After my last post about mistrusting databases, Dermot Balson commented with a discreet little link to a chart of his that deserves to be brought out and displayed proudly to the wider world. Here it is:
It charts the number of people recorded at each age in the 1901 and 1911 censuses and confirms beautifully what most researchers in the censuses have long suspected. The rounded years (30, 40, 50, 60 and so on) are wildly over-represented – most people born before 1870 simply didn’t know their age. Not surprising, given that they never saw a calendar or celebrated a birthday.
Look at the chart longer and other things become clear. The drop in total population between 1901 and 1911. The bumps around the mid-decade ages (35, 45, 55 …), indicating that many of these were also just guesstimates. And my favourite, that improbable leap in numbers aged between 70 and 80 in 1911. The Old Age Pension was introduced in 1908 for people over 70, immediately making it very important to be at least that age. By the look of it, at least 30,000 individuals promptly suffered accelerated aging.
I contacted Dermot to ask his permission to use the chart and also if he had more. Look at a sample of what he came back with:
The latest YouTube video talks through all of these.
Dermot suffers from an advanced case of Albert-Casey-itis, where a researcher (usually descended from an Irish emigrant) runs out of ancestors but can’t stop. So he moves on to his ancestors’ neighbours, then to his ancestors’ neighbours’ neighbours, then to the entire locality … A truism of Irish research is that the border between genealogy and local history is very flimsy.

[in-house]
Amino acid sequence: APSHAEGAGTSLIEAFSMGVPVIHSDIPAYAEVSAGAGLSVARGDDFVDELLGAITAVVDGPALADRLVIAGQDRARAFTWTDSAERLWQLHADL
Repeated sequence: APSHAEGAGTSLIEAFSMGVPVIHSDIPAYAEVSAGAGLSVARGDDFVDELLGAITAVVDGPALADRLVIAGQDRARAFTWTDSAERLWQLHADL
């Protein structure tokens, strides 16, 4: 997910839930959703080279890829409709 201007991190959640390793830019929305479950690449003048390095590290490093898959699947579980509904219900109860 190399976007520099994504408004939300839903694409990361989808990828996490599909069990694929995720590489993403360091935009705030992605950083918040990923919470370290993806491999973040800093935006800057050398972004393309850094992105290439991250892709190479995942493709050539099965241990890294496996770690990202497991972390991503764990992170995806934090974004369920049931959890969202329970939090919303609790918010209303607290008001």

Like Casey, Dermot concentrates his record-collecting on the area his ancestors came from, the Kilkeel area in South Down. But as you can see, what he does is vastly superior to the Casey pile-em-high approach. A retired actuary, his spreadsheet skills are awesome. As he explained to me, he collects “transcriptions of all record sources in a single spreadsheet (with over 40 sheets), standardizing names so you can actually find records when you search, and linking births, deaths, marriages and censuses together, so that given a name, I can immediately find their marriage, a list of their children, their census records, any family deaths, newspaper references, and parent information where available, each of those with direct links to online scans.”
The end result will be the ultimate local and family history resource for the area. As a sample, Dermot has sent me a screenshot of part of his Excel file:
He’s anxious to spread the gospel far and wide and to share his data- here’s an extraordinary downloadable PDF of his analysis of Mourne death records.
There is at least one doctorate here for someone collaborating with him. Any Irish third-level institutions interested?